Slow Church

"Slow Church" is a good title for those who are weary of the "McDonaldization" of churches to emphasize too much on standardization, quick results, and a business-like approach to church.  While I like some of the authors' points (slow food movement spilling over to slow relationships and discipleship that are deeper over time, feeding the poor and engaging the local community more, etc.), I would have like liked to have seen more about how churches can help with other issues (pro-lifers helping take care of babies and mothers after the baby's birth, etc.).  As other reviewers have pointed out (and I think with some validity) the emphasis on some issues seem to make the authors of the Democrat Party mindset with little of Republican leanings (one of the authors readily admits to growing up a Republican and then switching parties and voting for Kerry and Obama).  In my humble opinion, the church needs to confront both parties when needed and to be careful of cozying up to either party.

 

Comment aside, I still think Slow Church has good points, some of which are:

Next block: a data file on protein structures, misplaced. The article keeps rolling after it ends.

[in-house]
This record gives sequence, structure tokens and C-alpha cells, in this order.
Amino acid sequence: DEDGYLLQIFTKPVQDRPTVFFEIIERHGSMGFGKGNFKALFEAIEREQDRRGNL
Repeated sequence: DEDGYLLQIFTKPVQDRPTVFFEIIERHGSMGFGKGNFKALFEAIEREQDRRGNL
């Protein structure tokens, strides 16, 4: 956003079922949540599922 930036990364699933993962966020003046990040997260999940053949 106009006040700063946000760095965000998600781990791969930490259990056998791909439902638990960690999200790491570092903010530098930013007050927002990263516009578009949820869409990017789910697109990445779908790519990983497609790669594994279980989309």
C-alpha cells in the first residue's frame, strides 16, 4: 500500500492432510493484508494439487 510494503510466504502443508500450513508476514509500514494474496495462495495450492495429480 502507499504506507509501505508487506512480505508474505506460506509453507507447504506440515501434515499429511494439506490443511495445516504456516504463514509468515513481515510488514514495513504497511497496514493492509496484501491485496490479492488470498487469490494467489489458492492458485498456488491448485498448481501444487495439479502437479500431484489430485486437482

1.  The problem of relying on efficiency, calculability, predictability, and control to measure church success.
2.  We will bear the most fruit when we stay rooted in a community.
3.  Slowing down and enjoying God's grace of life means we need to address the impatience that lies deep in our hearts.
4.  Questions to ask when we start to rely too much on labor and time saving devices.
5.  The good ends we are striving for cannot be separated from the means we use.
6.  Ways churches can help members and the community reclaim work for God's glory.
7.  3 important lessons God teaches us about the Sabbath.
8.  Christian hospitality accepts people as God's special creations.

 

While some may not agree with the authors' apparent political leanings, there are still good points to ponder.  Overall, a good read.  I was given a review copy by Intervarsity Press in exchange for a fair review. 

 

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